“The Monuments Men” frames an epic scene in cultural preservation history

As current events include news of libraries, museums, and archives suffering casualties caused by war and conflict, the recent film “The Monuments Men” is a decent attempt to ask: How do we preserve items of cultural heritage from destruction, and are such attempts worth the human lives lost in the process?

The real-life Monuments Men were a collection of art historians and museum personnel under the Monuments, Fine Arts, and Archives (MFAA) program, dispatched by the American military in the waning months of World War II. Its mission was to thwart plans by Adolph Hitler to destroy thousands of cultural icons the Nazi Army stole during its march through a devastated Europe.

After D-Day in 1944, Hitler left standing orders as the United States and its allies gained control of the war: If he couldn’t have the art for a giant “Fuhrer’s Museum” he planned in his Austrian hometown, nobody could. The Nazis intended to burn, break, or bury every piece on their retreat to Germany.

Other works about the Monuments Men include the 1964 film “The Train,” the 1966 film “Paris is Burning,” The Rape of Europa by Lynn H. Nicholas, and a documentary film by the same name.

“The Monuments Men” co-writer, co-producer, and director George Clooney tried to make this serious war story enjoyable by bringing aboard veteran comic actors like Bill Murray, Bob Balaban, and John Goodman to play a special unit tasked to find stolen art and return it to their rightful owners. Matt Damon and Cate Blanchett also star in the German-American film, which is based on the book Monuments Men: Allied Heroes, Nazi Thieves and the Greatest Treasure Hunt in History by Robert Edsel. One is his earlier works, Rescuing Da Vinci, is of a similar theme.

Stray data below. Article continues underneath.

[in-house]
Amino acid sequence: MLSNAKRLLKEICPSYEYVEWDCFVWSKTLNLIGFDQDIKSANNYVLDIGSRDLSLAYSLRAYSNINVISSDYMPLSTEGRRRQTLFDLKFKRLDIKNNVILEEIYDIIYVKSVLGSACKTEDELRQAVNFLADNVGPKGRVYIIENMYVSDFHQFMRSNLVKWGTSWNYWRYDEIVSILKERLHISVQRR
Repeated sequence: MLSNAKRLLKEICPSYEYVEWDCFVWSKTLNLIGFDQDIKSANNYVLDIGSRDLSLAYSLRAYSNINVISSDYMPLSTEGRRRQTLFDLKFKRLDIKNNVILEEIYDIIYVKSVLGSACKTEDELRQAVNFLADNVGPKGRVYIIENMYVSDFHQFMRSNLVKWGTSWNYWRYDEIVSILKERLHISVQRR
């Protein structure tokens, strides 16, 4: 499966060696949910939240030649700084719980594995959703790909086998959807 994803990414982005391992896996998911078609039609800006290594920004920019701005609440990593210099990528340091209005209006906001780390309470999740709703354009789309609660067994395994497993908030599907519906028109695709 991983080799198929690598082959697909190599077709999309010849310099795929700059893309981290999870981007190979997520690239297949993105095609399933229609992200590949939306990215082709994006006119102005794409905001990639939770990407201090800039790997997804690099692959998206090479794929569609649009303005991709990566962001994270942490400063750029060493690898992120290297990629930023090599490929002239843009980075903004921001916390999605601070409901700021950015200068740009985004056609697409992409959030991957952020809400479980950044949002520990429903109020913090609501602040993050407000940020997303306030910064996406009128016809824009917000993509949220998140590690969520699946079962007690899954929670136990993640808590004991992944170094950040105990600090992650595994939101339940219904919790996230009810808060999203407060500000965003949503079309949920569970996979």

Michelangelo's Madonna and Child statue. Image source: Wikimedia Commons

This likeable team tries to intercept the art before it’s too late, including Michelangelo’s Madonna and Child statue and the Ghent altarpiece, and the one-liners fly fast and furious. The laughs work on some level as these intellectuals try to navigate the difficulties of basic training and the battlefield as soldiers. Given what the actual men had to work with, the facts of the successful missions of the platoon are remarkable in their breadth and scope.

A chronological plot stretching 118 minutes can drag and Clooney and and co-writer and co-producer Grant Heslov could have tightened up the story’s focus by re-arranging the structure some. More character dimension could have made the protagonists more convincing art and history experts. Otherwise the film does a lot well: Orchestral music by the well-known Hollywood composer Alexandre Desplat set against a lovely backdrop of war-time Europe make a nostalgic audio-visual package.

While the mixture of comedy and war picture miss the mark in revealing the true price the men paid for the lasting impact of their work (with the exception of when Bill Murray’s character stares down a leading antagonist into surrendering stolen art), the refreshing omission of graphic violence, profanity strings, and sexuality that can make movie-going awkward depending on who you’re with align with the PG-13 rating.